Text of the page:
- Other popular codes include repeating digits or patterns, such as 2222 or 1212, or lines drawn on the input screen, such as 2580, 0852 or 1241
- Another popular value is 5683, which didn’t seem to fit any pattern until you realize that is spells ‘love’ with standard phone letter substitution.
- This means that if you know the users birthday and relationship status, you can increase your chance of cracking their pin code just by applying a little statistical analysis. If you can shoulder surf them, and further reduce the pool of possible codes, you can almost guarantee success.
- Users tend to reuse passwords, if you guess their phone password, there is a good chance that is also their ATM pin. Either way, the exact same techniques can be applied to ATM, Voicemail and other pin codes.
Bonus props this week to:
Q: (Bob) How did Chris and Allan meet
A: Chris and Allan first met in April 2009 when Jupiter Broadcasting moved their IRC chat to GeekShed.net. In January 2010 Allan won a closed beta invite to Star Trek Online during a STOked trivia contest on IRC. During the ramp up to open beta, JupiterColony.com was receiving so much traffic that it was suspended by the web host, and was moved to ScaleEngine.com. Later on, Allan guest hosted a few episodes of the Linux Action Show while Bryan was away, and they went so well that Chris and Allan decided to start their own show.
Q: (Leon) How do you handle spam filtering on your servers?
A: For my web hosting customers, we use 4 main mail servers (running Exim with mail time SpamAssassin). The four mail servers ensure that incoming mail is always received, even if one or more of our servers is down at any time. These servers automatically run the incoming mail through the SpamAssassin scoring system, and if the spam score exceeds a specific threshold, then the mail is automatically rejected at SMTP time (so no bounce message is generated, an error is returned to the original sending server, this prevents misdirected bounces from spammers using forged from addresses). If the spam score is borderline, we do ‘grey listing’, temporarily rejecting the spam so it will be retried in a little while, this gives the DNS blacklists we use time to catch up, and most spammers never bother with retries. If the spam score is low enough then the mail is accepted. Once mail has arrived at one of our edge servers, it is then queued and sent on to our mailbox server, where it is sorted and delivered to the actual mailboxes of our users. SpamAssassin is run on the mail again, and users-specific settings determine what happens to the mail. Spam can be flagged (subject prefix, messages added as attachments to protect outlook from preview attacks) or directed to a spam folder.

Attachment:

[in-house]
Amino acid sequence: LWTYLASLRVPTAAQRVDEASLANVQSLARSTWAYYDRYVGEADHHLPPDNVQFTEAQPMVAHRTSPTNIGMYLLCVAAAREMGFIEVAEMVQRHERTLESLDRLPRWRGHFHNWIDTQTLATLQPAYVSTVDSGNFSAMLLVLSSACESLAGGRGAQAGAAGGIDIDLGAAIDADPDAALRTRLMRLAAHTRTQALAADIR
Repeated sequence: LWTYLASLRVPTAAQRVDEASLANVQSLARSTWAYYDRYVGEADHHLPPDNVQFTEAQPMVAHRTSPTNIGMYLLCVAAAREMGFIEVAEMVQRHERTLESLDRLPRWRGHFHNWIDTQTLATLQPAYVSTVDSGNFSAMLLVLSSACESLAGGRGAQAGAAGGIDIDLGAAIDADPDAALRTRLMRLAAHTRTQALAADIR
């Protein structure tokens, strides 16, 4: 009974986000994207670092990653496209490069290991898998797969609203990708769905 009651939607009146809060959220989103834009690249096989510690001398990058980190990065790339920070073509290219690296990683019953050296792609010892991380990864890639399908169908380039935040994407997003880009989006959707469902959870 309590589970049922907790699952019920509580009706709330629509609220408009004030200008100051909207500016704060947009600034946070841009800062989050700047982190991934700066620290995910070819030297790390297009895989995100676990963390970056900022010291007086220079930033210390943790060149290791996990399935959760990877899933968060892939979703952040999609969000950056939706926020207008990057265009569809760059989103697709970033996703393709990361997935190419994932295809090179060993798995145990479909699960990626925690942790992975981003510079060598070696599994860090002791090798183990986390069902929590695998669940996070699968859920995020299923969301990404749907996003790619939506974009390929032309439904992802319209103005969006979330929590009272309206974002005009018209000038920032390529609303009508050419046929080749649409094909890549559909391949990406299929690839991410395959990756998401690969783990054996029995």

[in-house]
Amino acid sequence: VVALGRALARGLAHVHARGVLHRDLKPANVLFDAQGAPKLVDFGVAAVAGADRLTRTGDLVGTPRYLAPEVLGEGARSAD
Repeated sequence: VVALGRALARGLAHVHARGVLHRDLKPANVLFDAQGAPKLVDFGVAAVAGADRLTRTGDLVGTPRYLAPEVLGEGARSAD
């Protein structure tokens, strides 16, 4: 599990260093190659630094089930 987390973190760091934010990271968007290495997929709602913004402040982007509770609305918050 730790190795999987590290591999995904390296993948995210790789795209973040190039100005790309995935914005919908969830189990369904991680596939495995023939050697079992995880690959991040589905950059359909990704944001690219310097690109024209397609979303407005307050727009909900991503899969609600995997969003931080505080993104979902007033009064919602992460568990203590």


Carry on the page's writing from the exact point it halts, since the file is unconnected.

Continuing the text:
Netflix shares insight on it’s cloud infrastructure
Netflix transitions to high availability storage systems
Researchers say Massive Botnet is Indestructible
DropBox CEO: Lone hacker downloaded data from ‘fewer than a hundred’ accounts
Spamming Becoming Financially Infeasible
LinuxCoin – Bitcoin Live Linux CD – LOVES IT!
Article: Buying lunch with bitcoin – Submitted by Angela
Chris’ early bitcoin farm
Chris’ cheap and low power miner hardware.
Article: Bitcoin Comes Out Swinging off the Ropes
We’ve got the details of an FBI raid that knocked several popular sites off-line.
The WordPress plugin repository was compromised, and backdoors were added to a few popular plugins, and we’ll share the details.
Plus Dropbox’s shockingly bad security issue this week, and we’ll cover why you always want a little salt with your passwords!
All that and more, on this week’s TechSNAP!
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- At 1am on Tuesday the FBI raided the Virginia, USA data center of Swiss web hosting company DigitalOne.
- DigitalOne’s website was still offline late Wednesday
- DigitalOne does not have any staff on-site, and relies on remote hands from the data center operator, CoreSite. DigitalOne was not aware of what the problem was until hours later when the data center contracted them and passed along the name of the agent in charge and a phone number for DigitalOne to contact the FBI.
- When requested DigitalOne had given the FBI information on the IP address they inquired about and told them the exact location of the server. However the FBI seized 3 entire racks of servers rather than only the server they were after.
- There are rumours that this raid was related to an investigation in to LulzSec
- A number of services like Pinboard and Instapaper were effected.
- WordPress.org is not sure exactly what happened
- Plug-in repository compromised
- Malacious code was found in commits to popular plugins like W3 Total Cache, AddThis and WPTouch